Preventive Cardiology Clinic

Should I take aspirin for my heart?



Heart attacks and strokes are caused by tiny blood clots that form inside our arteries. Because aspirin is a mild blood thinner, it can help prevent blood clots from forming and therefore prevent these potentially life-changing events. It’s important to note that aspirin does nothing to lower blood pressure, improve cholesterol profiles, or improve blood sugar control. It also does not prevent blockages from forming. The only thing that aspirin does is mildly thin the blood, which then reduces the risk of clot formation (which is the precursor of a heart attack or stroke).


However, because it’s a blood thinner, aspirin also increases the risk of bleeding. In addition, it can irritate the lining of the stomach making bleeding inside the digestive system more likely. Most frighteningly, aspirin use increases the risk of hemorrhagic stroke. The increase in risk is tiny, but it’s not zero and a hemorrhagic stroke is certainly a devastating side effect. Aspirin may not require a prescription, but that doesn’t mean it can’t cause problems.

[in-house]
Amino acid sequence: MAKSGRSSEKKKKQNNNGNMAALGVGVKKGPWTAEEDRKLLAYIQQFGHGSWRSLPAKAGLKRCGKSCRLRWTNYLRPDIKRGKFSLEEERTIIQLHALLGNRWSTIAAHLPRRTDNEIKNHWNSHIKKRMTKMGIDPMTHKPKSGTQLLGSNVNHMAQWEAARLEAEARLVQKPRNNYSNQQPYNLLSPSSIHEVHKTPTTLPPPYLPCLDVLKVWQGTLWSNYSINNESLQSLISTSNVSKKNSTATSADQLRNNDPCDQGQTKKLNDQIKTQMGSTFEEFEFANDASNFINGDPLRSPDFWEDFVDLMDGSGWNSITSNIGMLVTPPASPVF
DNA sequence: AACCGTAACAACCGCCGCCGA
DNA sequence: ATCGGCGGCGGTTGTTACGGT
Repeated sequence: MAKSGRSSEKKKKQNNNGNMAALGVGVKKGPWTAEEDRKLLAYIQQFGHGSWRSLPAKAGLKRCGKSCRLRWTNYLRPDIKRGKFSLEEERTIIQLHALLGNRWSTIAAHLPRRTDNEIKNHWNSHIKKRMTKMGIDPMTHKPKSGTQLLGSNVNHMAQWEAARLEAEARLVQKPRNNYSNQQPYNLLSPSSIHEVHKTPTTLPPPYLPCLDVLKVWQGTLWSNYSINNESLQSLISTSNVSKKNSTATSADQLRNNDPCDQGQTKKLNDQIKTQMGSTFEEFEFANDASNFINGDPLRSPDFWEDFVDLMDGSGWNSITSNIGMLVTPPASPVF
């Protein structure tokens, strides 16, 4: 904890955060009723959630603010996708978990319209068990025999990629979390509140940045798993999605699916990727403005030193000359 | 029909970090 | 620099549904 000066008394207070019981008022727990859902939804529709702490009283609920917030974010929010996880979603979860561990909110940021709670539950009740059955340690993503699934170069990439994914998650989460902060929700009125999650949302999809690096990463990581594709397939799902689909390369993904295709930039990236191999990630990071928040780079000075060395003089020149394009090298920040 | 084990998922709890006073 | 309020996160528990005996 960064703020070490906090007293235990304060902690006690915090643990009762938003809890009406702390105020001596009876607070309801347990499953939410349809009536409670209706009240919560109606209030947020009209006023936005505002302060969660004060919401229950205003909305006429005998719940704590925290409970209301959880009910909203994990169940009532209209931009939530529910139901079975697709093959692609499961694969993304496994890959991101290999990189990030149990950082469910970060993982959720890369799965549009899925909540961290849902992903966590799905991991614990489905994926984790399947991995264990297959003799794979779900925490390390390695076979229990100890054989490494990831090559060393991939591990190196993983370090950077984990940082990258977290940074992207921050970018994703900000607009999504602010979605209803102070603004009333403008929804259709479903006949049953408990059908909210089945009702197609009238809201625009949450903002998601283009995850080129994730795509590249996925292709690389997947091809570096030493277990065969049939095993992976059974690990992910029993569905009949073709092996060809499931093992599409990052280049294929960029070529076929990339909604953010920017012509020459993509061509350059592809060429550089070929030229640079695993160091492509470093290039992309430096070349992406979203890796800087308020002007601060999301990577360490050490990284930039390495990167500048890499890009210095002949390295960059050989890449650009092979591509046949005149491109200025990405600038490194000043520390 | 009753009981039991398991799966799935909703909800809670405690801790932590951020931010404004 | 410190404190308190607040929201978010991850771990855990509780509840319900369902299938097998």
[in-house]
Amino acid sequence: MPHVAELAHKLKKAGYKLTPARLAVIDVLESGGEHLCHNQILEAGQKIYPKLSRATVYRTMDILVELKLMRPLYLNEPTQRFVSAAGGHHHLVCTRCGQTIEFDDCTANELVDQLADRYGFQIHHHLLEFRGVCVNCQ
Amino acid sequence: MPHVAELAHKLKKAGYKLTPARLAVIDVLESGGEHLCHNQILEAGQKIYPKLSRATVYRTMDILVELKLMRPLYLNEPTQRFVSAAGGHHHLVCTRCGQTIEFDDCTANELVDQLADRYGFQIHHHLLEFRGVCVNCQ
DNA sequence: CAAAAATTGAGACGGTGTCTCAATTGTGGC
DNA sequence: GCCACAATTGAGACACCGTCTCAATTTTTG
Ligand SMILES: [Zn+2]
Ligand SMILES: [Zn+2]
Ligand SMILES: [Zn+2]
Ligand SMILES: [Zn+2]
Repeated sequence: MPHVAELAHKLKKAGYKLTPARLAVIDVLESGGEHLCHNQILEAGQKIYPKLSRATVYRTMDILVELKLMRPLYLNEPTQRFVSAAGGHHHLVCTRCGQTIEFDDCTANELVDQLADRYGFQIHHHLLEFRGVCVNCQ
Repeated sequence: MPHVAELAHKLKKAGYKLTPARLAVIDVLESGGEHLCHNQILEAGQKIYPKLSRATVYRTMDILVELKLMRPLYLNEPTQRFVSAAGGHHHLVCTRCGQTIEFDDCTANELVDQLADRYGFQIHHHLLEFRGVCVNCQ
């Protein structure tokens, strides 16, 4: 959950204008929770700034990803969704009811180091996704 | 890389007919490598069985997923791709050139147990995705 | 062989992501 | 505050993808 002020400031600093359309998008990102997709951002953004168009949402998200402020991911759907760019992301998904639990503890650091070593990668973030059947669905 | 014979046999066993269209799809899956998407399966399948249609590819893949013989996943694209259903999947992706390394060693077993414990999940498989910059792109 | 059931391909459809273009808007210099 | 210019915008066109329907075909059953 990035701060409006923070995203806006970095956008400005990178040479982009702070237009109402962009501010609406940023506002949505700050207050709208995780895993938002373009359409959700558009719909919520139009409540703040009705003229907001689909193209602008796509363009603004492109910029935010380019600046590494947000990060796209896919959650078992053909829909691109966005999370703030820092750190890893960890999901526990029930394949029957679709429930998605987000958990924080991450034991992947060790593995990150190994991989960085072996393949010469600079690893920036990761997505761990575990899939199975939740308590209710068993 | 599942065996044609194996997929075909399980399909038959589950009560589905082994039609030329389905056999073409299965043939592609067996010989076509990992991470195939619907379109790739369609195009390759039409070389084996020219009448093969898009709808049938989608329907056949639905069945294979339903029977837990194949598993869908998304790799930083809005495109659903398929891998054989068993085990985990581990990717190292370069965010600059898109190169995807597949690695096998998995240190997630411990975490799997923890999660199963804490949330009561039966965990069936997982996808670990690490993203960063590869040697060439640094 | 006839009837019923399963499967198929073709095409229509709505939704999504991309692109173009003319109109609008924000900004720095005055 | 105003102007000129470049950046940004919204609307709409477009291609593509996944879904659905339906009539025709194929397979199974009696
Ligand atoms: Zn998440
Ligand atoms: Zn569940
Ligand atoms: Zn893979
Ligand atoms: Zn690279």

Patients with known cardiovascular disease (CVD) (those who have experienced a heart attack, stent, bypass surgery, non-hemorrhagic stroke, or have known peripheral vascular disease) are routinely placed on aspirin for prevention of subsequent heart or vascular events. The typical dose is 81 mg per day (“baby aspirin” dose). In these individuals, the risk of bleeding is far outweighed by the benefit of lower repeat heart event rates.


New guidelines just released by the US Preventive Services Task Force outline which individuals without known CVD might also benefit from aspirin use. These state that those over age 60 without a history of CVD should not take aspirin to prevent events while those age 40-59 without a history of CVD should make the individual choice to take it after input from their care provider.


As I see it, this latest guidance adds confusion to what we’re already doing. The current recommendations are to not place ANYONE on aspirin if they don’t have a history of CVD, regardless of age. So, the new category is really the 40 to 59-year-olds and having the option to place them on daily aspirin. For the 60+ year olds without CVD, the continued recommendation to avoid aspirin makes sense because the risk of bleeding from any blood thinner (even a mild one like aspirin) goes up with age. And the risk to benefit ratio of prophylactic aspirin in these folks becomes unacceptably high. In 40 to 59-year-olds, the decision to use aspirin would be dependent on the overall burden of risk factors. But if someone makes it to 60 without an event, what do we do then? Discontinue the aspirin – even though the risk burden hasn’t changed? And how different is the risk of bleeding in a 59-year-old compared to a 60-year-old?


Frankly, the best scenario is to not need aspirin at all! 80% of heart disease is preventable.